Legal wrangling continues as the temporary rope barrier separating harbor seals from humans at La Jolla’s Children’s Pool is set to come down as expected May 15 at the conclusion of the animal’s pupping season.
On April 28, a ruling by federal judge William Q. Hayes was filed dismissing a complaint by seal advocates who had sought to get the courts to strike down a judgment by the National Atmospheric Administration National Marine Fisheries Service that the city of San Diego does not require a federal permit to “remove nuisance animals” from La Jolla’s Children’s Pool.
“This court has no jurisdiction to proceed against the federal defendants,” said Hayes’ in his ruling.
“The city gave us 30 days after the rope comes down on May 15 to file briefs on the jurisdictional issue,” said Bryan Pease, an attorney for the Animal Protection and Rescue League.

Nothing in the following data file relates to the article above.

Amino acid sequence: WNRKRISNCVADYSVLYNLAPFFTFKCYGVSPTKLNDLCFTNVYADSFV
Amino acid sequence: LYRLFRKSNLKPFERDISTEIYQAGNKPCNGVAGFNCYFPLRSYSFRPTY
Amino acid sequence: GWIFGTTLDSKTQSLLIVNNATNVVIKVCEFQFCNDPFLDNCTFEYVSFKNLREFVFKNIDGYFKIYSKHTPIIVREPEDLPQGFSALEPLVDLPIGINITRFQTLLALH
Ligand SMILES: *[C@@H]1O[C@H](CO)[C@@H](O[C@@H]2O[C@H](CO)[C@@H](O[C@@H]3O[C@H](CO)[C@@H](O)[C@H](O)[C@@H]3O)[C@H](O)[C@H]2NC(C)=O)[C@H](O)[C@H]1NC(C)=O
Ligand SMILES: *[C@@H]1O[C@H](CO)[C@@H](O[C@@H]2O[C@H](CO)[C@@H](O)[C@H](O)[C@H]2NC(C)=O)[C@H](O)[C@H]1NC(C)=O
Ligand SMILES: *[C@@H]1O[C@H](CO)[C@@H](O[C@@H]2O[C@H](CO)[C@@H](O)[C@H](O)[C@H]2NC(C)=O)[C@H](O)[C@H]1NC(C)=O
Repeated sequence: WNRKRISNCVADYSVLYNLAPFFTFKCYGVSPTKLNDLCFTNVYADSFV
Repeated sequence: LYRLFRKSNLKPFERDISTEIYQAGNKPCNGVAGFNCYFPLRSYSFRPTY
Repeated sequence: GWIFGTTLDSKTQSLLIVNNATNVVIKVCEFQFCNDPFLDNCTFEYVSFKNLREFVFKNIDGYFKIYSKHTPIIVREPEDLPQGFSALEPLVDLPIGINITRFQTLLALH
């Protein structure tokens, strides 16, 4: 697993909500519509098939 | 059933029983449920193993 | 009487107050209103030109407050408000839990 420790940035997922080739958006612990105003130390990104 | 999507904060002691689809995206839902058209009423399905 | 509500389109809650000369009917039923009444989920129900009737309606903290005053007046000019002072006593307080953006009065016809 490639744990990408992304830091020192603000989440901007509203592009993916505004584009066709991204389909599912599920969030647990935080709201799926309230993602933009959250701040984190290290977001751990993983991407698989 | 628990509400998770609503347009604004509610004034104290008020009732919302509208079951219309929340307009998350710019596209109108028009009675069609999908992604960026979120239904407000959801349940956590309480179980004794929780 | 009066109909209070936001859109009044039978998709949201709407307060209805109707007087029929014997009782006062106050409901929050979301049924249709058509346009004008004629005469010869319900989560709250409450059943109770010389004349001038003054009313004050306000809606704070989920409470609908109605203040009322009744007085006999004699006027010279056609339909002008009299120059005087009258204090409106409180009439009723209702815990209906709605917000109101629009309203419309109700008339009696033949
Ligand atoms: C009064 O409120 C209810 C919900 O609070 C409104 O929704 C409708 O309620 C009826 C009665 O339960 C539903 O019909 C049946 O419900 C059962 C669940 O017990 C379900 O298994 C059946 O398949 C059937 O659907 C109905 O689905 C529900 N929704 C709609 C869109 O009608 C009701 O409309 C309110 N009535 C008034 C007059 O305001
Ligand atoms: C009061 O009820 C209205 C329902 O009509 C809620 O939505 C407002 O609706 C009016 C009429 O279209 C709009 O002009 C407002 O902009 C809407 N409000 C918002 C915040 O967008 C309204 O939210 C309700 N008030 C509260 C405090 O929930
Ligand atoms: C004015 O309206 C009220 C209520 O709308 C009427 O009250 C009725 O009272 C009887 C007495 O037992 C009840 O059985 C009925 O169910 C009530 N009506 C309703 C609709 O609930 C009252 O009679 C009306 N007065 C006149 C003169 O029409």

Paul Kennerson, an attorney representing client Valerie O’Sullivan who is seeking to have seals removed from the pool as a violation of its trust status and the pool restored to its original condition as a safe children’s wading area, applauded Hayes’ decision.
“Pease’s lawsuit in federal court got thrown out,” Kennerson said. “The court said you have no right to sue as a private citizen to force a government entity to enforce the Marine Mammal Protection Act to have the city get a permit to disperse the seals. They (court) said the matter of the permit was up to the discretion of the (federal) department.”
A bill, SB 428, which would make seal habitation of La Jolla’s Children’s Pool a permitted use there, is currently working its way through the state legislature.
Kennerson argues there are “huge legal problems” with that proposed legislation. ‘I dispute the legislature’s right to amend the statute,” he said. “The legislature is trying to mandate a use that the court has found is absolutely inconsistent with a bathing pool for children.”
Pease added a very real possibility exists that by the time state legislation takes effect allowing seals to inhabit the pool, the seals might already have been dispersed by state court order.